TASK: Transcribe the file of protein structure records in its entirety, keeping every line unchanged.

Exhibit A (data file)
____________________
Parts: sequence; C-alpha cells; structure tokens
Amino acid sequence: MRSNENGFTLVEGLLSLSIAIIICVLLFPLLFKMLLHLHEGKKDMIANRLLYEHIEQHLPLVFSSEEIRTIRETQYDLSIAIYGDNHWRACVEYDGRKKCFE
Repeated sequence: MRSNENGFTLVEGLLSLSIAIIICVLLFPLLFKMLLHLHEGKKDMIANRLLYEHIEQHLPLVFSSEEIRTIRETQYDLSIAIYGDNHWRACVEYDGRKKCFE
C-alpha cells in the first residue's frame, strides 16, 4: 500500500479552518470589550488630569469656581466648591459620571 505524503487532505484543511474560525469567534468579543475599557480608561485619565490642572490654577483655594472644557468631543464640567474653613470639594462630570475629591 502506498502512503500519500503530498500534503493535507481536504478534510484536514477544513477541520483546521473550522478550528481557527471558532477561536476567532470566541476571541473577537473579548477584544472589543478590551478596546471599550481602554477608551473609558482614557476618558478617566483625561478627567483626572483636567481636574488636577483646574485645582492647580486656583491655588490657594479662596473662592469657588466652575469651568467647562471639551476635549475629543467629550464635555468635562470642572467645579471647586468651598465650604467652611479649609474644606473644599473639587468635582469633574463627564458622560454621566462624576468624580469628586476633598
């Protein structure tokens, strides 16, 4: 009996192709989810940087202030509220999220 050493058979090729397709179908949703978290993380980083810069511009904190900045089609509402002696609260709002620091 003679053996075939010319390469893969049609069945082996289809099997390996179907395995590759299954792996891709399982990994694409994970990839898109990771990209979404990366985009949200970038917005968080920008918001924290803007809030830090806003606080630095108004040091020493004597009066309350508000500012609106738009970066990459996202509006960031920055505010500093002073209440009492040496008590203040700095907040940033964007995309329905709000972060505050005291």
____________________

Parts: sequence; C-alpha cells; structure tokens
Amino acid sequence: MRSNENGFTLVEGLLSLSIAIIICVLLFPLLFKMLLHLHEGKKDMIANRLLYEHIEQHLPLVFSSEEIRTIRETQYDLSIAIYGDNHWRACVEYDGRKKCFE
Repeated sequence: MRSNENGFTLVEGLLSLSIAIIICVLLFPLLFKMLLHLHEGKKDMIANRLLYEHIEQHLPLVFSSEEIRTIRETQYDLSIAIYGDNHWRACVEYDGRKKCFE
C-alpha cells in the first residue's frame, strides 16, 4: 500500500479552518470589550488630569469656581466648591459620571 505524503487532505484543511474560525469567534468579543475599557480608561485619565490642572490654577483655594472644557468631543464640567474653613470639594462630570475629591 502506498502512503500519500503530498500534503493535507481536504478534510484536514477544513477541520483546521473550522478550528481557527471558532477561536476567532470566541476571541473577537473579548477584544472589543478590551478596546471599550481602554477608551473609558482614557476618558478617566483625561478627567483626572483636567481636574488636577483646574485645582492647580486656583491655588490657594479662596473662592469657588466652575469651568467647562471639551476635549475629543467629550464635555468635562470642572467645579471647586468651598465650604467652611479649609474644606473644599473639587468635582469633574463627564458622560454621566462624576468624580469628586476633598
């Protein structure tokens, strides 16, 4: 009996192709989810940087202030509220999220 050493058979090729397709179908949703978290993380980083810069511009904190900045089609509402002696609260709002620091 003679053996075939010319390469893969049609069945082996289809099997390996179907395995590759299954792996891709399982990994694409994970990839898109990771990209979404990366985009949200970038917005968080920008918001924290803007809030830090806003606080630095108004040091020493004597009066309350508000500012609106738009970066990459996202509006960031920055505010500093002073209440009492040496008590203040700095907040940033964007995309329905709000972060505050005291």